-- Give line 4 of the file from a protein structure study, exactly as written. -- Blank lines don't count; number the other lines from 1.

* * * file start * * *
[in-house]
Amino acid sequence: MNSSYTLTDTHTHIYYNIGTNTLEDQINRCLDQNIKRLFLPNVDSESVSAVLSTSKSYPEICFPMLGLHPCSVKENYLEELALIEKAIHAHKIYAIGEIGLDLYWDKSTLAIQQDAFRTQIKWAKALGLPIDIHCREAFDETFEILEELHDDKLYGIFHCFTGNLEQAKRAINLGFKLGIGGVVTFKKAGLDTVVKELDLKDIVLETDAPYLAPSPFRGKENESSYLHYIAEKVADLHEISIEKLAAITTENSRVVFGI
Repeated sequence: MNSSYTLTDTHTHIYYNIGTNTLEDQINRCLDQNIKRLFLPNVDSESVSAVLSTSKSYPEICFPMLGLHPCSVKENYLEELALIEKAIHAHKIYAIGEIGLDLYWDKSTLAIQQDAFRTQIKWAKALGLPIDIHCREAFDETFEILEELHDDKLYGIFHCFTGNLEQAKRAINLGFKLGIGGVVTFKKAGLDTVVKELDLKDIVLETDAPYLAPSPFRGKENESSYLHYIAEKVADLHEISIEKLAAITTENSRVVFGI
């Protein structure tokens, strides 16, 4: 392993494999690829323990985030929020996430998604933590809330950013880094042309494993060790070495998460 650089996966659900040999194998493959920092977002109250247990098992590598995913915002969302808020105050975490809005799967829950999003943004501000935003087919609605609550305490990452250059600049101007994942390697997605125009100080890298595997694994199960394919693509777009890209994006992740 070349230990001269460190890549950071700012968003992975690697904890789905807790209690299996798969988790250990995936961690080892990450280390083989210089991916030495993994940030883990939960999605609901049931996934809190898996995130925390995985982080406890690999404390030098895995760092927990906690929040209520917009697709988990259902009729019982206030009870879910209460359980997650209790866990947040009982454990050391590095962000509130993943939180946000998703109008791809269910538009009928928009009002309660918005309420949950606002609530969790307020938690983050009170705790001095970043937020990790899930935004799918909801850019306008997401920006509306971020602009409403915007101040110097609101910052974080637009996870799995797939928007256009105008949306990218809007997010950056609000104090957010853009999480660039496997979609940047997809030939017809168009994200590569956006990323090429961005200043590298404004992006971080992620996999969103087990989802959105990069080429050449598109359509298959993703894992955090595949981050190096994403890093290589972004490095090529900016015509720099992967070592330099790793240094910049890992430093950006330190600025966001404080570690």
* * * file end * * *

């Protein structure tokens, strides 16, 4: 392993494999690829323990985030929020996430998604933590809330950013880094042309494993060790070495998460 650089996966659900040999194998493959920092977002109250247990098992590598995913915002969302808020105050975490809005799967829950999003943004501000935003087919609605609550305490990452250059600049101007994942390697997605125009100080890298595997694994199960394919693509777009890209994006992740 070349230990001269460190890549950071700012968003992975690697904890789905807790209690299996798969988790250990995936961690080892990450280390083989210089991916030495993994940030883990939960999605609901049931996934809190898996995130925390995985982080406890690999404390030098895995760092927990906690929040209520917009697709988990259902009729019982206030009870879910209460359980997650209790866990947040009982454990050391590095962000509130993943939180946000998703109008791809269910538009009928928009009002309660918005309420949950606002609530969790307020938690983050009170705790001095970043937020990790899930935004799918909801850019306008997401920006509306971020602009409403915007101040110097609101910052974080637009996870799995797939928007256009105008949306990218809007997010950056609000104090957010853009999480660039496997979609940047997809030939017809168009994200590569956006990323090429961005200043590298404004992006971080992620996999969103087990989802959105990069080429050449598109359509298959993703894992955090595949981050190096994403890093290589972004490095090529900016015509720099992967070592330099790793240094910049890992430093950006330190600025966001404080570690």